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Not just on Doctor's Day, these inspiring women doctors in India have our gratitude at every other time too!
Not just on Doctor’s Day, these inspiring women doctors in India have our gratitude at every other time too!
Doctor’s Day (celebrated on 1st July) is a day to pay homage to all the doctors who are playing significant roles and contributing to the welfare of the society. However, when we look at the history of women’s struggle to have their own careers in India, we salute these women, who have paved the way for many others.
Women doctors in India who rise to become great are to be especially applauded as they often do so against a patriarchal system that can be discriminatory – many women doctors in India who began with aspirations might fall off the grid just on account of their gender.
A quick look at the history of women doctors in India – Dr Anandibai Joshi was the first woman doctor in India trained in the western discipline of medicine who graduated in 1885, but passed away too early in 1887 to leave a mark as a physician. However, her life made the path easier for later women doctors in India who were trailblazers in their own right, notably Dr Rukhmabai Raut who was also instrumental in increasing the age of consent from 10 to 12 years, in 1891, after which it has now gone up to 18 in 2013.
Read on to know about some great women doctors in India and their contribution in consolidating the health sector of our country.
Dr. Anandibai Joshi was the first female Indian physician and the first Indian woman to have gained a degree in western medicine. She qualified as a doctor by gaining a degree from Women’s Medical College, Pennsylvania now known as Drexel University in the United States of America.
When she was just fourteen years of age, she gave birth to a child who died after a few days due to poor medical services in India. This event had a huge impact on her and inspired her to become a doctor. Her husband Gopalraj supported her further studies although because of his ill health he could not travel abroad with her.
Her studies abroad led to a lot of criticism from the Indian society of the 19th century. In response she address the Serampore College hall, where she told everybody about her decision and how there was a need for female doctors in India. Her speech got her appreciation and financial support.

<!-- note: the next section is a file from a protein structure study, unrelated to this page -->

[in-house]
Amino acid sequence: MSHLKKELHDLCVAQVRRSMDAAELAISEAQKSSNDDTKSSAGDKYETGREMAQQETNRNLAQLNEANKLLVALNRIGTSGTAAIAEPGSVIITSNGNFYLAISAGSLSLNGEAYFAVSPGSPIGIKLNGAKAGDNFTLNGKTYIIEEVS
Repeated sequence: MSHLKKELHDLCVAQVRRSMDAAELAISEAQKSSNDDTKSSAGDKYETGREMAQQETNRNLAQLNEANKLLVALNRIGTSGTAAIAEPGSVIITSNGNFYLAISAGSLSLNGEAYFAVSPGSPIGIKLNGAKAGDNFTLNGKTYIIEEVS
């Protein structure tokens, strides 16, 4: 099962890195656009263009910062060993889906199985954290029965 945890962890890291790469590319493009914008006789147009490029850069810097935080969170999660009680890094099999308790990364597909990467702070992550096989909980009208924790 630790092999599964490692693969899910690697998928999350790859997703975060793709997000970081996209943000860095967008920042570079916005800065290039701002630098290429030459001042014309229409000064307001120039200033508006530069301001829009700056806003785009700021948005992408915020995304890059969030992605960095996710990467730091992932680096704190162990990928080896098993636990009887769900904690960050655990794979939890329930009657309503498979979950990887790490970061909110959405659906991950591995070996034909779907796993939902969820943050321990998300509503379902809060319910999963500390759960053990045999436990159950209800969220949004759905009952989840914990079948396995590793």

After her graduation, for which Queen Victoria also congratulated her, she came back to India and was appointed as a doctor in charge in Kolhapur princely state’s Albert Edward Hospital. However, she could not really practice medicine, since she died of tuberculosis which she had been suffering from for a long time at the young age of 22.
Dr. Kadambini Ganguly was the first female Indian physician to graduate and actually practise as a physician in Western medicine. She was born in 1861 and her father was a Bramho Samaj reformer who started the women’s reform and emancipation movement in Bhagalpur.
She graduated from Bethune college, Kolkata and became first female graduate in the British empire along with Chandramukhi Basu. She studied medicine from Calcutta Medical College becoming one of the few women (the other being Dr. Anandibai Joshi) to have qualified to practice western medicine.
She went to the United Kingdom and qualified as an LRCS (Glasgow), LRCP (Edinburgh) and GFPS (Dublin) returning to India in 1892. She then started practicing at Lady Dufferin Hospital after which she started her own private practice. She married a Bramho Samaj reformer Dwarkanath Ganguly and both of them participated in many women reform and emancipation movements.